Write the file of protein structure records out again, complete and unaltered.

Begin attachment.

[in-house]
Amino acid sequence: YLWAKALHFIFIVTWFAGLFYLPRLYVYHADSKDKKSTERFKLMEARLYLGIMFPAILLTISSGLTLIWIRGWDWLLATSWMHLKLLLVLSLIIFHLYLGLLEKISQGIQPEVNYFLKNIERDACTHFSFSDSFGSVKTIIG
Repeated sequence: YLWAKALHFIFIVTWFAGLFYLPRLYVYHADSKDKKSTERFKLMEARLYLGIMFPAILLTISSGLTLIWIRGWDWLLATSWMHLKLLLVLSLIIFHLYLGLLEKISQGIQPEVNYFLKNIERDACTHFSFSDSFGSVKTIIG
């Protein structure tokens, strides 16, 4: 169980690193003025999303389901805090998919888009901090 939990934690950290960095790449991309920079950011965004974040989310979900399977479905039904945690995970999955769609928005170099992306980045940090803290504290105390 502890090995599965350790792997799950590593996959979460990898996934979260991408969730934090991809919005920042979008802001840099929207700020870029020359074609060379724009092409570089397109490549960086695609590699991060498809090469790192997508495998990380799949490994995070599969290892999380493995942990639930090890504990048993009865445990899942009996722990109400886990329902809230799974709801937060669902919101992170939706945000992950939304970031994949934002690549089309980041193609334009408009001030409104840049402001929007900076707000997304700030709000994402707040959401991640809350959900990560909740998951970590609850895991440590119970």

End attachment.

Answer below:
[in-house]
Amino acid sequence: YLWAKALHFIFIVTWFAGLFYLPRLYVYHADSKDKKSTERFKLMEARLYLGIMFPAILLTISSGLTLIWIRGWDWLLATSWMHLKLLLVLSLIIFHLYLGLLEKISQGIQPEVNYFLKNIERDACTHFSFSDSFGSVKTIIG
Repeated sequence: YLWAKALHFIFIVTWFAGLFYLPRLYVYHADSKDKKSTERFKLMEARLYLGIMFPAILLTISSGLTLIWIRGWDWLLATSWMHLKLLLVLSLIIFHLYLGLLEKISQGIQPEVNYFLKNIERDACTHFSFSDSFGSVKTIIG
């Protein structure tokens, strides 16, 4: 169980690193003025999303389901805090998919888009901090 939990934690950290960095790449991309920079950011965004974040989310979900399977479905039904945690995970999955769609928005170099992306980045940090803290504290105390 502890090995599965350790792997799950590593996959979460990898996934979260991408969730934090991809919005920042979008802001840099929207700020870029020359074609060379724009092409570089397109490549960086695609590699991060498809090469790192997508495998990380799949490994995070599969290892999380493995942990639930090890504990048993009865445990899942009996722990109400886990329902809230799974709801937060669902919101992170939706945000992950939304970031994949934002690549089309980041193609334009408009001030409104840049402001929007900076707000997304700030709000994402707040959401991640809350959900990560909740998951970590609850895991440590119970």